Accidents can result in a wide array of injuries, including nerve damage. After the initial injury, some patients do not recognize that they have nerve damage. Your nerves are a critical component in your body’s systems. Your nerves signal to your body how to feel, how to move and how to function.
Nerve damage can restrict your ability to move, stand and feel sensations.
How nerve damage occurs
In an accident, nerve damage occurs because of compression or nerve trauma. Crush and neck injuries are common sources of nerve damage. Any damage to your nerves can result in pain, numbness and a tingling or prickling sensation. Additionally, you may notice weakness or muscle atrophy in the affected areas. In severe cases, nerve damage can result in paralysis.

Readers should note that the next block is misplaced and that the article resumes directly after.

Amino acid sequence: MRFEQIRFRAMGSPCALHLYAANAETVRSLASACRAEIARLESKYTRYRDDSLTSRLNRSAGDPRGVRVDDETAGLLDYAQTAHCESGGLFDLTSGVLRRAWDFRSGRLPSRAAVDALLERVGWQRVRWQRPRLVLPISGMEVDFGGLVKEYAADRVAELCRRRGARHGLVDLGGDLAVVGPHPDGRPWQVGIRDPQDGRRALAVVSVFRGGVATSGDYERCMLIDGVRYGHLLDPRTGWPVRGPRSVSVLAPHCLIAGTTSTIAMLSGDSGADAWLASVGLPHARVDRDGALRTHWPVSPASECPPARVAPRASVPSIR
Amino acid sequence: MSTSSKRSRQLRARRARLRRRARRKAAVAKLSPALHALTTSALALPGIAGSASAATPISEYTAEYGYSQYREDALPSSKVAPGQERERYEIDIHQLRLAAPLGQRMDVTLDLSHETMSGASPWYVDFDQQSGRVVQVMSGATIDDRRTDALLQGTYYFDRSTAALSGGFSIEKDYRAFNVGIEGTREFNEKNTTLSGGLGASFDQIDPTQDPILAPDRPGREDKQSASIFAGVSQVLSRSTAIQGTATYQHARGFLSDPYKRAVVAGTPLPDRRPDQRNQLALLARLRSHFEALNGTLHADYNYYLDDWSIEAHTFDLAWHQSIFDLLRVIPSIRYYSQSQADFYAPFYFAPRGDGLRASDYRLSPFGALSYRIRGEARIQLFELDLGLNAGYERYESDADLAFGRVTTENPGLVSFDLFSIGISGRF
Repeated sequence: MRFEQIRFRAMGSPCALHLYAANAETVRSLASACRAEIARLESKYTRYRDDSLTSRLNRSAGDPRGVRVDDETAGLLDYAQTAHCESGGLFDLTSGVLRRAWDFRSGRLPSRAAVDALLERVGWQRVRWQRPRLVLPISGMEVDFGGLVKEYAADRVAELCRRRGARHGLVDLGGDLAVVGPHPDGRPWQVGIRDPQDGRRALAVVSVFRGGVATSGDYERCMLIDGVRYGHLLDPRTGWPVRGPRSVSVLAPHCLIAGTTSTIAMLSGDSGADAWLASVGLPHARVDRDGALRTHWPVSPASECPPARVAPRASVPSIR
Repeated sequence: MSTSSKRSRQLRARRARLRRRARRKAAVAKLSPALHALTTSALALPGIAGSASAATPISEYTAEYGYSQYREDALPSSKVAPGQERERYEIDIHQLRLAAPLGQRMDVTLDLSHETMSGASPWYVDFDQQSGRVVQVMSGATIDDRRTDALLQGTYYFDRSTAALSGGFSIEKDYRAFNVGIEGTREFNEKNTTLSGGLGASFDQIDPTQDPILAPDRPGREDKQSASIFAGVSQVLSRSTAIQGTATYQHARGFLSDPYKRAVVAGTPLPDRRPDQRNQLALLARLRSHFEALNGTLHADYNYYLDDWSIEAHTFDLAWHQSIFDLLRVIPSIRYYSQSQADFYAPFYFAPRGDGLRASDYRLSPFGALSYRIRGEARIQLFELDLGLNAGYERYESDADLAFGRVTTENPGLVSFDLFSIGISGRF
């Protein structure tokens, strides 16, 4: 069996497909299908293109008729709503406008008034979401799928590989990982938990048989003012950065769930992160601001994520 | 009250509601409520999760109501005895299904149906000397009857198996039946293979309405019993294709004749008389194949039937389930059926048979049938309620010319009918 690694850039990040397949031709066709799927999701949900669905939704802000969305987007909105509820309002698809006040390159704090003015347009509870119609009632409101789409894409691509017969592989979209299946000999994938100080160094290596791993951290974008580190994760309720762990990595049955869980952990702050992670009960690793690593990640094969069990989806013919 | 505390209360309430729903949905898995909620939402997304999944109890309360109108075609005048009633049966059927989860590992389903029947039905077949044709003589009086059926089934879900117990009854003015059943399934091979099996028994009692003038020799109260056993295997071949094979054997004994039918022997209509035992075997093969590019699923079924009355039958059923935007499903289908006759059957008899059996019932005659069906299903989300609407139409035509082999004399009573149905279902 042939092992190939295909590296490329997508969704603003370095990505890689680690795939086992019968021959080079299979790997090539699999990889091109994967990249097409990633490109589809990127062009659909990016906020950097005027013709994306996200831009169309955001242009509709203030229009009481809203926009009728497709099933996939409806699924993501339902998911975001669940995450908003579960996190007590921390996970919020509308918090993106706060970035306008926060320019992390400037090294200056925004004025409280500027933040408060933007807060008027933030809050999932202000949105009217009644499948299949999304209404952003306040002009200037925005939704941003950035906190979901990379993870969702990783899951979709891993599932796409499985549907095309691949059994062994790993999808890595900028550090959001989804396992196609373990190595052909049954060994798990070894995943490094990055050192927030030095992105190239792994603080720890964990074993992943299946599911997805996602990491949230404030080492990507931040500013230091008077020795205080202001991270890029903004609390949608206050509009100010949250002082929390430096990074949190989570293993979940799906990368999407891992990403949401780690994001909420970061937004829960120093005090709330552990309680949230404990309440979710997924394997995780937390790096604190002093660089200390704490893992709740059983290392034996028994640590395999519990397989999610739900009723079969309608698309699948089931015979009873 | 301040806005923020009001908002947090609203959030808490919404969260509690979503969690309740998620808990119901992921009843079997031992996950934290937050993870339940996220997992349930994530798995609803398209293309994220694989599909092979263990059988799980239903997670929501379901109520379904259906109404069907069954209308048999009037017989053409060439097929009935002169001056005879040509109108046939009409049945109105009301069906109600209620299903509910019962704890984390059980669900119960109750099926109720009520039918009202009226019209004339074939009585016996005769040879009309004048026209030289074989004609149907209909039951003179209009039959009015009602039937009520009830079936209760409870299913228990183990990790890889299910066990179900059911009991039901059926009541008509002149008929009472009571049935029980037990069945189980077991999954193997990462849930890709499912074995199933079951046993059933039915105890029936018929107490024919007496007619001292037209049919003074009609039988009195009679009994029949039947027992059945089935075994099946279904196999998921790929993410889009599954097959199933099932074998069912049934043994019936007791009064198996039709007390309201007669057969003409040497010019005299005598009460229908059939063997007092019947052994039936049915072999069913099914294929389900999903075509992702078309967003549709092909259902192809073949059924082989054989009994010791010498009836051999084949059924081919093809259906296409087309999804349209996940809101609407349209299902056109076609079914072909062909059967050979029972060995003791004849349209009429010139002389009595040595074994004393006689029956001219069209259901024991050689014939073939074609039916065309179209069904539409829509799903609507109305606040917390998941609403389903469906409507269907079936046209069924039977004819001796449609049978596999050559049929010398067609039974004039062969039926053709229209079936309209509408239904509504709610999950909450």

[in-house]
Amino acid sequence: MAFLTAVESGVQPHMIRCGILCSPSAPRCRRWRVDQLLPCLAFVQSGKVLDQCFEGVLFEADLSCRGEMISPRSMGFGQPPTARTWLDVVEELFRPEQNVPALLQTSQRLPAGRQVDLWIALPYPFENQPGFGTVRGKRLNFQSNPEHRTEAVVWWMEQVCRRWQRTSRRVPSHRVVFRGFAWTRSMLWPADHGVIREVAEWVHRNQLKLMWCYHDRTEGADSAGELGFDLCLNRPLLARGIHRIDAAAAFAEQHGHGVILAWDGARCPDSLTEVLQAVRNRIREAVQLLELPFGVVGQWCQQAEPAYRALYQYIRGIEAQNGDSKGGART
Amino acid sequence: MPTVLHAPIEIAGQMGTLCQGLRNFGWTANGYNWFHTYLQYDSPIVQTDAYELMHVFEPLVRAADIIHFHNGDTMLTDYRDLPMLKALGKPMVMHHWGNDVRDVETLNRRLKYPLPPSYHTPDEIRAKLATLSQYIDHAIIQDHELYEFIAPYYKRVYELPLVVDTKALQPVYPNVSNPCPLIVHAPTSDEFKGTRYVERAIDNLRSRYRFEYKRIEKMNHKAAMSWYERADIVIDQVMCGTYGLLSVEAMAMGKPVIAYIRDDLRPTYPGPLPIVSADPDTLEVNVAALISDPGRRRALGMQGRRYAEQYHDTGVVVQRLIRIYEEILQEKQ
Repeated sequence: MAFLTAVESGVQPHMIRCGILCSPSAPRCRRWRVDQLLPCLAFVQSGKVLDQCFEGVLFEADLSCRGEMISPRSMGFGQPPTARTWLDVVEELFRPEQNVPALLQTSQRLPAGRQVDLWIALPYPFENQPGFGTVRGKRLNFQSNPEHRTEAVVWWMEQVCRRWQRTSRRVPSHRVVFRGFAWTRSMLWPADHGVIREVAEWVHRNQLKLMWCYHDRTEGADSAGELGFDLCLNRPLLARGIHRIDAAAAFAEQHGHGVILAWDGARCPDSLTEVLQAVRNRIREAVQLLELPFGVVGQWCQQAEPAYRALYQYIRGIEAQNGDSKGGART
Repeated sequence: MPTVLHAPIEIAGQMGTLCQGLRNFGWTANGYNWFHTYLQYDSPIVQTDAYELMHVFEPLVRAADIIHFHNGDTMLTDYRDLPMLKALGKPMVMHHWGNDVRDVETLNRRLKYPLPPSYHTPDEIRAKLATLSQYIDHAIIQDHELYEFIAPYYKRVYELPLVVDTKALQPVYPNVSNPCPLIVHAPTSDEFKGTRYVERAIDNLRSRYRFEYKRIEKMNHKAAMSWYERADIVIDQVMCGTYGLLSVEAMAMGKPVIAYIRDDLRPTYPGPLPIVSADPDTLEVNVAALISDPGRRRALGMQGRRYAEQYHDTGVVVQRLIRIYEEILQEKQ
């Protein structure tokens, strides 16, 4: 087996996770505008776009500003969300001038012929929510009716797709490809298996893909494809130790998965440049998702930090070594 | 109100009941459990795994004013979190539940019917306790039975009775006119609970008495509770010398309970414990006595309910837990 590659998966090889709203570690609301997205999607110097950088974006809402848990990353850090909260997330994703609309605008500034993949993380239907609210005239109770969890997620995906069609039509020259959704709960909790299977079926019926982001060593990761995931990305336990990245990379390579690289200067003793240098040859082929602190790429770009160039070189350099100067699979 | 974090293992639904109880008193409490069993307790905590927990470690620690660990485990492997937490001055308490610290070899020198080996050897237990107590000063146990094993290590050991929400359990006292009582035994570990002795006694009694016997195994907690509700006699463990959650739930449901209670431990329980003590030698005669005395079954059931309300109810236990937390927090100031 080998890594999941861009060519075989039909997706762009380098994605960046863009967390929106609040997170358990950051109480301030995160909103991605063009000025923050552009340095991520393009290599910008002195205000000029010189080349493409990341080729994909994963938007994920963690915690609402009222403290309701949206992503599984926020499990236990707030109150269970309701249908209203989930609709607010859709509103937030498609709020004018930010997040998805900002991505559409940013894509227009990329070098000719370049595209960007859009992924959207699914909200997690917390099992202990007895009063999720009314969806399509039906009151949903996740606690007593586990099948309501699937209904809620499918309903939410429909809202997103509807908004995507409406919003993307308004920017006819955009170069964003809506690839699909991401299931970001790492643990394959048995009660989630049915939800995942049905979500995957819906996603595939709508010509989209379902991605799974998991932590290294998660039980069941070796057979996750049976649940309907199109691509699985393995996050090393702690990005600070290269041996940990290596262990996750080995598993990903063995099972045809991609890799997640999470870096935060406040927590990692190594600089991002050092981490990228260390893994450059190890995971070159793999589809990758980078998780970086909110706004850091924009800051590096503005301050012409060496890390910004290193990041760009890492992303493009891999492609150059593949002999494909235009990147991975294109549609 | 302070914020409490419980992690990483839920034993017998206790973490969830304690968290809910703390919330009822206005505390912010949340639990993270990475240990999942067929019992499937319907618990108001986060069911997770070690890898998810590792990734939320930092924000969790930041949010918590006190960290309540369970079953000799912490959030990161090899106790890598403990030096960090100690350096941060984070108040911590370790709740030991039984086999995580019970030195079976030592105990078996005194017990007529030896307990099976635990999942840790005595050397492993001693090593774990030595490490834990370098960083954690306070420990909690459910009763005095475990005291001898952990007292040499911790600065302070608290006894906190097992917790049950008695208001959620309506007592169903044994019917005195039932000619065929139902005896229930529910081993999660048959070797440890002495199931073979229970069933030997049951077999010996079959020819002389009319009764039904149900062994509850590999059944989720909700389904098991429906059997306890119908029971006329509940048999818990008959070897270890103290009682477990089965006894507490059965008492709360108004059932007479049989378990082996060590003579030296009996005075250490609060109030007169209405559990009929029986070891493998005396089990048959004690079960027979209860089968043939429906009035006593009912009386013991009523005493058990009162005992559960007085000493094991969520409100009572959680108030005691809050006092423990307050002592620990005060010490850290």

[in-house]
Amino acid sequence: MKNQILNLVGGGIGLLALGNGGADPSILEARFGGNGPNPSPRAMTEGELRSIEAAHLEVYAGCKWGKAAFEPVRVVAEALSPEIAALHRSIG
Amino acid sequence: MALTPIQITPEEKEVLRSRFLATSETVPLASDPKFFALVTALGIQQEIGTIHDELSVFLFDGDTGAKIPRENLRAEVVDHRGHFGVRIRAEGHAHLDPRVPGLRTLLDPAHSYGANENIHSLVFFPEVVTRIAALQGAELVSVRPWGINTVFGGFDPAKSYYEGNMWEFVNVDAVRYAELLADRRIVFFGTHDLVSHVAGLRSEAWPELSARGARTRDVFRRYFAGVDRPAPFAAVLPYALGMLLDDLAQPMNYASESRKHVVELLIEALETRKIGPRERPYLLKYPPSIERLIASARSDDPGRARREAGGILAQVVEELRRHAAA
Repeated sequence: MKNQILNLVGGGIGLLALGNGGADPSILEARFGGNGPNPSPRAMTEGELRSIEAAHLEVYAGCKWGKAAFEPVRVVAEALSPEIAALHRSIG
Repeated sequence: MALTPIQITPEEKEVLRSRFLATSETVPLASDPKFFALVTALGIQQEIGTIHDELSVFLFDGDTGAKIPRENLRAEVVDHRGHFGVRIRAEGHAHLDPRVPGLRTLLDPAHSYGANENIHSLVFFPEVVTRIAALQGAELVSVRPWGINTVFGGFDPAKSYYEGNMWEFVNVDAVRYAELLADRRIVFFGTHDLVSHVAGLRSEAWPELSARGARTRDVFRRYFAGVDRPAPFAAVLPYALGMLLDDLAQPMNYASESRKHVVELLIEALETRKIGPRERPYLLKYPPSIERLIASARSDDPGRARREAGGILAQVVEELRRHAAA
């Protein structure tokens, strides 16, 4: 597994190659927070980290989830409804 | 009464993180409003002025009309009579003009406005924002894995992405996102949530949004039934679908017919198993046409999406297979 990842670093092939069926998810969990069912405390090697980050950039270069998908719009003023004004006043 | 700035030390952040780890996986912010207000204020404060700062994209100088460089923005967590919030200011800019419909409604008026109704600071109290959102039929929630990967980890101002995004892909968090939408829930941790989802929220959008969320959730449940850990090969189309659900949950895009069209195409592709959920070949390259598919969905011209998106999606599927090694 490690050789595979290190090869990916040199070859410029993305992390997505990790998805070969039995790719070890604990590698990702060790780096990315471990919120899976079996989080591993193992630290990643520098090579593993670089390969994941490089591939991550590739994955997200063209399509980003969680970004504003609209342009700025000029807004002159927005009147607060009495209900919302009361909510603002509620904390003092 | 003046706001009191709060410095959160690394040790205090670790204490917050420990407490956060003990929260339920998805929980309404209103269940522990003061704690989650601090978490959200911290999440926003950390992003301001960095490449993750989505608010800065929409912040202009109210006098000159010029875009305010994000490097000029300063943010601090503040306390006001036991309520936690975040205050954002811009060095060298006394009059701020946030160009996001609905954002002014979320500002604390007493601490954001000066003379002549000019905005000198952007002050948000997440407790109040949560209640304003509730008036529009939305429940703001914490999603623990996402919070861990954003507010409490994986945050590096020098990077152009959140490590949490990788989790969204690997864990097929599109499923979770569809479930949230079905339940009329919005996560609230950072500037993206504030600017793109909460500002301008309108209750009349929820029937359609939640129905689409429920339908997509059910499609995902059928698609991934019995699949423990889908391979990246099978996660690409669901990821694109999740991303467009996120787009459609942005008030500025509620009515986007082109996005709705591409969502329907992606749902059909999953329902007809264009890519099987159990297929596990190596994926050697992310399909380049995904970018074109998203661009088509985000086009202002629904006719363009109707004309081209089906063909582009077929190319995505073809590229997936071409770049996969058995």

Automatic nerve damage is among the most serious and can occur after a head injury. Patients can have bladder dysfunction, lightheadedness, too much or too little sweating and an inability to feel chest pain.
How to treat nerve damage
When you have nerve damage due to physical trauma, you may have to undergo an operation to decompress the nerves or to relieve pressure. Next, physical therapy may be able to help you achieve more function and strength in your limbs. If you have ongoing or chronic nerve pain, your physician may provide you with pain relievers, antidepressants or anti-seizure drugs to calm your body and alleviate pain.
Sometimes you can reduce the effects of nerve damage, but in severe or untreated cases, the nerve damage is permanent.